Let’s do our best to accept that God’s promises stand and that He didn’t err in returning a nation of disobedient people back to the land He long ago kicked them out of. Instead, He has a reason for them being there. And so… May God speak to us through His word today and may His glorious name ever be praised.

I. God Appears to Jacob

Then God appeared to Jacob again, when he came from Padan Aram, and blessed him.

There’s an amazing set of parallels between the life of Jacob and the life of Abraham. Many of them are actually highlighted in these verses in an interesting way. Jacob has returned from being out of the land of Canaan and he now returns to Bethel where he had his vision before he left.

In that vision the Lord promised him that, “the land on which you lie I will give to you and your descendants.” Likewise, Abraham entered Canaan and was given a promise in the same area, just east of Bethel. It said, “To your descendants I will give this land.”

After receiving the promise, Abraham left Canaan for Egypt and Jacob left Canaan for Padan Aram. After returning from Egypt Abraham eventually journeyed to the same spot between Bethel and Ai. Jacob returned from Padan Aram and eventually has journeyed back to Bethel as well.

Here in this verse, it says that God appeared to Jacob “again” when he came from Padan Aram. “Again” is referring back to when He appeared to him before He left almost 30 years earlier. This is why Padan Aram is mentioned. He appeared to him there at Bethel before He left, and now He appears again after his return.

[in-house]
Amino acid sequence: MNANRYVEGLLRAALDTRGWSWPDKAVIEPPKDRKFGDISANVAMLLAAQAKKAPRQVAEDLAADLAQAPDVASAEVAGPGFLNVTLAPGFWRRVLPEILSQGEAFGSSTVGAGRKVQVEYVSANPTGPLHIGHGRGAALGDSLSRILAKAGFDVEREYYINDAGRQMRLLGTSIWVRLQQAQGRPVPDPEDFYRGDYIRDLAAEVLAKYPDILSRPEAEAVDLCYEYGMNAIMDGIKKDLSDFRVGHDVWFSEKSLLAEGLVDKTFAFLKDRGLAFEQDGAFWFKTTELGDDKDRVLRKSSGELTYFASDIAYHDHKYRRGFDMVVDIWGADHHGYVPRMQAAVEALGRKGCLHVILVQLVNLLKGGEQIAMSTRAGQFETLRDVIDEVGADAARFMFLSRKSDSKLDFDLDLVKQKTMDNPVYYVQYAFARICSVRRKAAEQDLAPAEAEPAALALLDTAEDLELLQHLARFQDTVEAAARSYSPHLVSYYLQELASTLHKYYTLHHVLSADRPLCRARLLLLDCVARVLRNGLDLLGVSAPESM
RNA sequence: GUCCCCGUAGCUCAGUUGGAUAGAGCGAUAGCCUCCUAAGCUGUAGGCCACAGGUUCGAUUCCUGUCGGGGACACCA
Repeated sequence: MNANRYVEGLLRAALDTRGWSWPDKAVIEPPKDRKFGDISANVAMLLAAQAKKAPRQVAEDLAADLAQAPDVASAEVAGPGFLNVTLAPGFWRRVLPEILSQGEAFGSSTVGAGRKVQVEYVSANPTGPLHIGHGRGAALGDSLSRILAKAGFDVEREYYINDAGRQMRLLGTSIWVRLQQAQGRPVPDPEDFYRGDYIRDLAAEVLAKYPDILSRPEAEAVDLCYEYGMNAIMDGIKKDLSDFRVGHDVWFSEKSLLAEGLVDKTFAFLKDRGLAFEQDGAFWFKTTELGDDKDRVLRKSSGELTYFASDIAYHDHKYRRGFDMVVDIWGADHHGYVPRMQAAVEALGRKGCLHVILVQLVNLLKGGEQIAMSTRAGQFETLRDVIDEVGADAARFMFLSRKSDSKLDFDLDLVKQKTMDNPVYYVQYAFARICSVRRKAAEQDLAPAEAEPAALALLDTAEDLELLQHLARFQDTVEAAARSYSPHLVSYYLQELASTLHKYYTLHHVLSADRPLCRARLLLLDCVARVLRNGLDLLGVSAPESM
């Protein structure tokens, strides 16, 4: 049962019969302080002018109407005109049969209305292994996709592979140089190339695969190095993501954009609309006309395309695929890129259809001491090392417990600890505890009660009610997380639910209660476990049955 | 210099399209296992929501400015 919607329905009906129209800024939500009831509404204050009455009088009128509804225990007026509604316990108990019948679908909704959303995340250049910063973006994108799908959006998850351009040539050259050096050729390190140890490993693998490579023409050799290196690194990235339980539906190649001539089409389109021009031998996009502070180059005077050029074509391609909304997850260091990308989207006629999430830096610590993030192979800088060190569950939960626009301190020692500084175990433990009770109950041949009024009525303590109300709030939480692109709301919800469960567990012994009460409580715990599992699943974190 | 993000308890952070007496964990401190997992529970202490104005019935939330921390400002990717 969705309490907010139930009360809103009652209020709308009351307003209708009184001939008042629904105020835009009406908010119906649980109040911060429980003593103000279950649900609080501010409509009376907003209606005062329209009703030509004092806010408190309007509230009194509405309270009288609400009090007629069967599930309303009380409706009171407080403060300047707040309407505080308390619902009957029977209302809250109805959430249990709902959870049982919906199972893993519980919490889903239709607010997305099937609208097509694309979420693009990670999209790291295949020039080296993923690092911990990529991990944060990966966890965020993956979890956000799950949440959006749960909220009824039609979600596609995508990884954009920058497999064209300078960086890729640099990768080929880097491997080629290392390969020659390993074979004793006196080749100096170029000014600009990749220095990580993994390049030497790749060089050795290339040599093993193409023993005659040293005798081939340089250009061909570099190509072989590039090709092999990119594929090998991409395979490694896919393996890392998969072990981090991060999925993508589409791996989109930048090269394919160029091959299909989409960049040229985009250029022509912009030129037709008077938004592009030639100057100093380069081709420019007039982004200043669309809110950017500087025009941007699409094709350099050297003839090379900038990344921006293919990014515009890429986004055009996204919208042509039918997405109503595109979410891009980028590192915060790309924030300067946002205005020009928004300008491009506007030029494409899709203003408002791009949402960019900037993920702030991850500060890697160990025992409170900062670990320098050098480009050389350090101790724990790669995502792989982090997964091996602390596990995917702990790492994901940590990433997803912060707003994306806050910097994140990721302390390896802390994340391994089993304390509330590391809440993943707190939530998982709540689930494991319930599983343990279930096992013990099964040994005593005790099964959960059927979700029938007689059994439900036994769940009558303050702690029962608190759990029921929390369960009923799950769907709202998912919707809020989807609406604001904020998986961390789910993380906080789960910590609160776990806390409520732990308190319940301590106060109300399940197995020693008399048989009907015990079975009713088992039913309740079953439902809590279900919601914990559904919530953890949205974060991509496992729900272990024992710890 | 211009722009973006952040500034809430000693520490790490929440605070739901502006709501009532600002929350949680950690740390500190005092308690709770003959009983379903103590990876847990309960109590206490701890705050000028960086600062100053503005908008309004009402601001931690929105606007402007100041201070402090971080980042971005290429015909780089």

The altar was built and the name El Bethel was given in fulfillment of the promise made so long ago. After the building of the altar, God now appears to him. Unlike last time, which was in a vision at night, this time He appears in visible form. The last time, before he left, Jacob said these words –

“If God will be with me, and keep me in this way that I am going, and give me bread to eat and clothing to put on, 21 so that I come back to my father’s house in peace, then the Lord shall be my God.”

Now that the promise is fulfilled, the Lord is his God. This is why the term “God” is used ten times in this chapter, but the term “Lord” never is, even though it was used four times in his vision 30 years earlier.

The Lord, Jehovah, who stood above the ladder proved Himself faithful to Jacob, and therefore the Lord is now his God. I hope you’re understanding what I’m trying to say.

This is the same thing as calling on Jesus as Lord, and why the resurrection is tied into our call. Remember in Romans 10:9 it says, “…that if you confess with your mouth the Lord Jesus and believe in your heart that God has raised Him from the dead, you will be saved.”